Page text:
• In this photo taken July 25, 2016, Danny Royer, vice president of technology at Bowles Farming Co., prepares to pilot a drone over a tomato field near Los Banos, Calif. The farm hired Royer this year to oversee drones equipped with a state-of-the-art thermal camera. The drone can scan from a bird's-eye view for cool, soggy patches where a gopher may have chewed through the buried drip irrigation line and caused a leak of water, a precious resource in drought-stricken California. On the farm's 2,400-acre tomato crop alone, this year drones could detect enough leaks to save water needed to sustain more than 550 families of four for a year. (AP Photo/Scott Smith)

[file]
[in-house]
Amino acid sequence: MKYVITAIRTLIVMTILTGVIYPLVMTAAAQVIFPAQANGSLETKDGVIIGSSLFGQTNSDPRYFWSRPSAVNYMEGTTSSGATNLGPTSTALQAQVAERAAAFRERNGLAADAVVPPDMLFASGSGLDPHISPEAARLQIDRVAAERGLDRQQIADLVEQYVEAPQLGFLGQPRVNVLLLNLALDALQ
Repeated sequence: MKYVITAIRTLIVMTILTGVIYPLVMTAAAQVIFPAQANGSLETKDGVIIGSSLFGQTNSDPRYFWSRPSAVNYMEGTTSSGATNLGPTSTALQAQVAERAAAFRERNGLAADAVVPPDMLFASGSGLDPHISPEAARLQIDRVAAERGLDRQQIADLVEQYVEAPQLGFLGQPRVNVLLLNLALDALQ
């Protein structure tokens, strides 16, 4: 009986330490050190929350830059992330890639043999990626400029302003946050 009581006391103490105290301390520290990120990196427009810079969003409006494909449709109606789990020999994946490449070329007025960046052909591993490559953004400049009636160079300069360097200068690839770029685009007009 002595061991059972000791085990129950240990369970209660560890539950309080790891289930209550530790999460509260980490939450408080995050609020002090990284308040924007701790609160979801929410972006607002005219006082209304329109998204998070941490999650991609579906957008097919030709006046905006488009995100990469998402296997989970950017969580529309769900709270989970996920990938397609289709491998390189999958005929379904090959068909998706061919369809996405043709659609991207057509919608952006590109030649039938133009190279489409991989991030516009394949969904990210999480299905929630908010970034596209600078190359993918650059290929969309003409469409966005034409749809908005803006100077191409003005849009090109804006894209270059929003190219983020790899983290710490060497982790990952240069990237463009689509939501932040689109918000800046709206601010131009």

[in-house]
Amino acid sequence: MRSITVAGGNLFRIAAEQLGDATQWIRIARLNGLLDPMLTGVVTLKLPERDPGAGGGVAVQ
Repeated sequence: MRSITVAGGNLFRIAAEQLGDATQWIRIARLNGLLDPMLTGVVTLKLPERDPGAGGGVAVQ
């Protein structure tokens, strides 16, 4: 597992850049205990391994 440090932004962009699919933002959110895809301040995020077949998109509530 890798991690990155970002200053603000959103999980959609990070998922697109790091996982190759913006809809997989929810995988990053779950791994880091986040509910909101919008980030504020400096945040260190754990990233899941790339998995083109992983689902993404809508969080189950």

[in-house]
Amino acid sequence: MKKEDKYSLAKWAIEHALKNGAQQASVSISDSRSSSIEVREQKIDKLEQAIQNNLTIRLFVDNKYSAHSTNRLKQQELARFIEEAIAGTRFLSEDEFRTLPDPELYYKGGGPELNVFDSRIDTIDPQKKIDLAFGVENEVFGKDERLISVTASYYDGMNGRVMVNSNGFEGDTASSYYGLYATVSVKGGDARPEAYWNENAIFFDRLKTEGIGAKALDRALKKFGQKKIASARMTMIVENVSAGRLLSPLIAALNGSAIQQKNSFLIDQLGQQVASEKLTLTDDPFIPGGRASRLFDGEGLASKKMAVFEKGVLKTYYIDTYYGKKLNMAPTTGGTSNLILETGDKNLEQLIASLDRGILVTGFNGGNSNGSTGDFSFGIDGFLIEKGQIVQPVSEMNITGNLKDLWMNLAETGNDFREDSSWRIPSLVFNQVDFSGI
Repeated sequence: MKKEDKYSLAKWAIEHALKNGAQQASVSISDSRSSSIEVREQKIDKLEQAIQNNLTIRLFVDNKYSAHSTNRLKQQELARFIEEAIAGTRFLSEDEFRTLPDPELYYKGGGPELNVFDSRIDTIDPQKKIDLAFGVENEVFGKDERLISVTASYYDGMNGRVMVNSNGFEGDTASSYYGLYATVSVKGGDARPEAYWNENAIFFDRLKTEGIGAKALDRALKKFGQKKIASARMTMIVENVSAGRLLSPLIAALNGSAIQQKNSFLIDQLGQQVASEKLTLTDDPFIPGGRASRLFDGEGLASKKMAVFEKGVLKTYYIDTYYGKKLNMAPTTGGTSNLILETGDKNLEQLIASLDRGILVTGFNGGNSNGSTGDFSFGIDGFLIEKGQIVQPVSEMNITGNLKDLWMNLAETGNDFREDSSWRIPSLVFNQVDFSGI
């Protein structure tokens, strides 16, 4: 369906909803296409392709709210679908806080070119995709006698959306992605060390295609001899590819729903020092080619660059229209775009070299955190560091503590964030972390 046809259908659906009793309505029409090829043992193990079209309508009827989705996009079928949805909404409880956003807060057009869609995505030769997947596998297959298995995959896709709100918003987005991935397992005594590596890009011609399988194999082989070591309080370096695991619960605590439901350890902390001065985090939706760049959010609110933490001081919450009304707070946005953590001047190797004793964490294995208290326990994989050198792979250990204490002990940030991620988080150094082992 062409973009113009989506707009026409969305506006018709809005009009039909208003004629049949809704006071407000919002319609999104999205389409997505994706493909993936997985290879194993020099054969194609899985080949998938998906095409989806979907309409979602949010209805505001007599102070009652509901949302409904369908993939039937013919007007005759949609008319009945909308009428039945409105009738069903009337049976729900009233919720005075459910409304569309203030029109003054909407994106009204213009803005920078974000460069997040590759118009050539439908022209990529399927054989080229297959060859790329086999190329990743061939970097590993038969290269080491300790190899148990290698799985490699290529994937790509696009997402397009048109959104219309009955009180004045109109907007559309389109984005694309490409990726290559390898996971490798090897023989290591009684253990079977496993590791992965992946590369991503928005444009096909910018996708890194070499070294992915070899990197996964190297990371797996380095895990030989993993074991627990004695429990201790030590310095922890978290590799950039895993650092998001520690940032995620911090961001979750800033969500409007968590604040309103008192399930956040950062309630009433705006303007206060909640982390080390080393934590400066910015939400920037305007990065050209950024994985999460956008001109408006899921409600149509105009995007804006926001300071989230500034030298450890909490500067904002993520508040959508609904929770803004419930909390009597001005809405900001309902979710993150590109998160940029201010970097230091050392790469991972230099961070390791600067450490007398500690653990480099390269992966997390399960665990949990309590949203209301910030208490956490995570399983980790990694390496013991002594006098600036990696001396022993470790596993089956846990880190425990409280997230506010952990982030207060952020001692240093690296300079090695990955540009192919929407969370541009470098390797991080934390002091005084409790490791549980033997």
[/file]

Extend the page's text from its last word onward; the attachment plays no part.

In drought, drones help California farmers save every drop

    LOS BANOS, Calif. (AP) — A drone whirred to life in a cloud of dust, then shot hundreds of feet skyward for a bird’s-eye view of a vast tomato field in California’s Central Valley, the nation’s most productive farming region.